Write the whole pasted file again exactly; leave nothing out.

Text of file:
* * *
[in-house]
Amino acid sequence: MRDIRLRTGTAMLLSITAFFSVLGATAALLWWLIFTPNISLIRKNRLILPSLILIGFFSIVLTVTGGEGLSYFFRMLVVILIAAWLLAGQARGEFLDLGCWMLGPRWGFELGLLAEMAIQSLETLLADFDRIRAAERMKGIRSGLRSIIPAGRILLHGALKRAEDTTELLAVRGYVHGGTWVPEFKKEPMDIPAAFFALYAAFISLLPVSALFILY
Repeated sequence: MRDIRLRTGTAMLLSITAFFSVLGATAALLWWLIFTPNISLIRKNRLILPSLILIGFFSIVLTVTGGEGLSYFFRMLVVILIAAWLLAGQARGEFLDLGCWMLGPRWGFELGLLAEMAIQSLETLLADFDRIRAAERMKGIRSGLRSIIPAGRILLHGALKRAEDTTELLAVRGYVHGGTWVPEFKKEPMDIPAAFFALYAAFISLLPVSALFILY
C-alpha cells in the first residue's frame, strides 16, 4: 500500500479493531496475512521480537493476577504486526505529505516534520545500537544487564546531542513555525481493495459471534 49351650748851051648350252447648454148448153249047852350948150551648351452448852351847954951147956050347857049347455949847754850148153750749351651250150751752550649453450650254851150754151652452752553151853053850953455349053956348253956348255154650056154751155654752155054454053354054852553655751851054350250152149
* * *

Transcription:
[in-house]
Amino acid sequence: MRDIRLRTGTAMLLSITAFFSVLGATAALLWWLIFTPNISLIRKNRLILPSLILIGFFSIVLTVTGGEGLSYFFRMLVVILIAAWLLAGQARGEFLDLGCWMLGPRWGFELGLLAEMAIQSLETLLADFDRIRAAERMKGIRSGLRSIIPAGRILLHGALKRAEDTTELLAVRGYVHGGTWVPEFKKEPMDIPAAFFALYAAFISLLPVSALFILY
Repeated sequence: MRDIRLRTGTAMLLSITAFFSVLGATAALLWWLIFTPNISLIRKNRLILPSLILIGFFSIVLTVTGGEGLSYFFRMLVVILIAAWLLAGQARGEFLDLGCWMLGPRWGFELGLLAEMAIQSLETLLADFDRIRAAERMKGIRSGLRSIIPAGRILLHGALKRAEDTTELLAVRGYVHGGTWVPEFKKEPMDIPAAFFALYAAFISLLPVSALFILY
C-alpha cells in the first residue's frame, strides 16, 4: 500500500479493531496475512521480537493476577504486526505529505516534520545500537544487564546531542513555525481493495459471534 49351650748851051648350252447648454148448153249047852350948150551648351452448852351847954951147956050347857049347455949847754850148153750749351651250150751752550649453450650254851150754151652452752553151853053850953455349053956348253956348255154650056154751155654752155054454053354054852553655751851054350250152149